... morning father and I were obliged to go to town upon some hospital business, and as we had to remain there for luncheon, or perhaps longer, we took the train instead of driving over, leaving Lavinia to pack, so that she might have a free Saturday to drive with me to bid Mrs. Bradford good-by, and learn the latest news of Sylvia and Horace. Meanwhile the boys were to go fishing with Martin, who is as careful of them as possible, taking ...
— People of the Whirlpool • Mabel Osgood Wright

... "Only let me pack off Hulot, humiliate him, rid you of him," said Crevel, not heeding her impertinence! "Have nothing to say to the Brazilian, be mine alone; you shall not repent of it. To begin with, I will give you eight thousand francs a year, ...
— Poor Relations • Honore de Balzac

... more literary tact, though less of blunt sagacity. Yet he challenges at once our confidence by telling us so frankly the occasion of his writing upon such a subject. Life, he says, is a bubble,—and the life of an old man a bubble about to break. He is eighty, and must pack his luggage to go out of this world. ("Annus octogesimus admonet me, ut sarcinas colligam antequam proficiscar e vita.") Therefore he, writes down for his wife, Fundania, the rules by which ...
— Atlantic Monthly, Vol. XI., April, 1863, No. LXVI. - A Magazine Of Literature, Art, And Politics. • Various

... with old striped curtains, and ornamented with pictures of birds and small, antique mirrors—the latter set in dark frames which were carved to resemble scrolls of foliage. Behind each mirror was stuck either a letter or an old pack of cards or a stocking, while on the wall hung a clock with a flowered dial. More, however, Chichikov could not discern, for his eyelids were as heavy as though smeared with treacle. Presently the lady of the house herself ...
— Dead Souls • Nikolai Vasilievich Gogol

... but if you will permit me, I should like to pack it myself, so that it comes to no harm upon the journey. Also with your leave I will retain the model, which by right belongs to you. I am not pleased with this marble; I wish ...
— Pearl-Maiden • H. Rider Haggard

... at large, apart from the Cavalry Corps, had been a circular of April 13, notifying commanding officers to have their troops supplied with eight days' rations, and a hundred and fifty rounds of ammunition, sixty to be carried by the soldiers, and the balance on the pack-mules. ...
— The Campaign of Chancellorsville • Theodore A. Dodge

... with adults, 90 to 100 with children, and about 130 with infants, shows an increased speed. As soon as these symptoms appear, they indicate that the immediate cooling off of the body by means of a bath, an ablution or a pack is necessary. Adults will always show the desire ...
— Valere Aude - Dare to Be Healthy, Or, The Light of Physical Regeneration • Louis Dechmann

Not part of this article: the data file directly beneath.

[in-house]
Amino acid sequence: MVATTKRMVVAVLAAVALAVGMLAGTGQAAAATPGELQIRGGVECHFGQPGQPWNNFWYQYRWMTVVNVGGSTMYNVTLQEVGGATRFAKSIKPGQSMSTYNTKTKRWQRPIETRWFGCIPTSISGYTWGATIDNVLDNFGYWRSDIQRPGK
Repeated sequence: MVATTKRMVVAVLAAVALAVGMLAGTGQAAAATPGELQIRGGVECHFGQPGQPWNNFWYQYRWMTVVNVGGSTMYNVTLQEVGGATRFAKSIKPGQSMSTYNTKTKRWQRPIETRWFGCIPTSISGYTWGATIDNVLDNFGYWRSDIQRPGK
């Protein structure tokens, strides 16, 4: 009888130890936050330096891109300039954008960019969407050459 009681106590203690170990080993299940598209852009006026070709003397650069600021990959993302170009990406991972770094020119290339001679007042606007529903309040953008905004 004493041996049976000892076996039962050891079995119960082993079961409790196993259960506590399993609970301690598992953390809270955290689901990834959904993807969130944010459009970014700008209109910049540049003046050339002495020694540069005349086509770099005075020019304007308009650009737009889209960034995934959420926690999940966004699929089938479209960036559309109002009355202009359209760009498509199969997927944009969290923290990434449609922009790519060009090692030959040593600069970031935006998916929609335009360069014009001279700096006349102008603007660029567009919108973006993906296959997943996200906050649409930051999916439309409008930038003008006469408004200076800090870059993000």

... all, had the call of "School-O!" been heard from aloft, we would have been only too glad to drop everything, jump into the boat and dory, get after the mackerel, and do the same thing over—split, gibb and pack away—for all of the next night, and the night after ...
— The Seiners • James B. (James Brendan) Connolly

... that the library was objected to on the somewhat incongruous grounds of embracing too many editions of the Bible, and a number of the French writers in skeptical philosophy. It was gravely proposed to pack up this portion of the library, and return it to the illustrious owner at Monticello, paying him for the remainder. More enlightened counsels, however, prevailed, and the nation became possessed, for about $23,000, of a ...
— A Book for All Readers • Ainsworth Rand Spofford

... Bob Olsson to borrow a Geiger counter at Wright Field, then check out a camera. I called my wife and asked her to pack a few clothes and bring them out to me. Bob got the equipment, ran home and packed a bag, and in two hours he and I and our two pilots, Captain Bill Hoey and Captain David Douglas, were on our way to Florida to ...
— The Report on Unidentified Flying Objects • Edward Ruppelt

... comb on the mantel-piece, Mr. Gwynne, an' Phineas will git you a boot-jack out o' the bedroom if that darkey is too weak to pull your boots off for you. Don't any of you go trampin' all over the room with your muddy boots. I've got work enough to do without scrubbin' floors after a pack of—My land! I do believe it's scorched. ...
— Viola Gwyn • George Barr McCutcheon

... of General Arthur Tooker Collins and Harriet Fraser, of Pack, in King's County, Ireland: he was the grandson of Arthur Collins, author of the Peerage of England.[72] At fourteen years of age he was lieutenant of marines; two years after, he commanded the military guard which attended Matilda, Queen of Denmark, ...
— The History of Tasmania, Volume I (of 2) • John West

... luncheon was over, the senorita left Ned to himself, appearing to feel somewhat more friendly than at first, but still considering him as a gringo and a foreigner. She said she had some things to pack up, and he went to look after his own. These did not require much packing, and before long he had again found his way out to the courtyard and the stables. These were indeed the most interesting spots about the place, for they contained all the men, the horses, and the mules. Ned shortly ...
— Ahead of the Army • W. O. Stoddard

... "for it is only the wood demon, the lyeshey," seem only to be invented as excuses for selfish inaction. Wolves bear a great part in the stories. A peasant driving in a sledge with three children is pursued by a pack of wolves: he throws out a child, which they stop to devour; then the howls come near him again, and he throws out a second; again they return, when the last is sacrificed; and one is grieved to hear that he saves his own wretched cowardly ...
— Russia - As Seen and Described by Famous Writers • Various

... were all in it, eh?" he snarled. "I might have known as much. You are all a pack of rowdies! You are not fit to ...
— The Rover Boys on Snowshoe Island - or, The Old Lumberman's Treasure Box • Edward Stratemeyer

... sail being well piled up, Baldy jumped with both feet into the bunt, holding on with one hand to the chain "tie," and in that manner was violently treading down the canvas, to pack it close. ...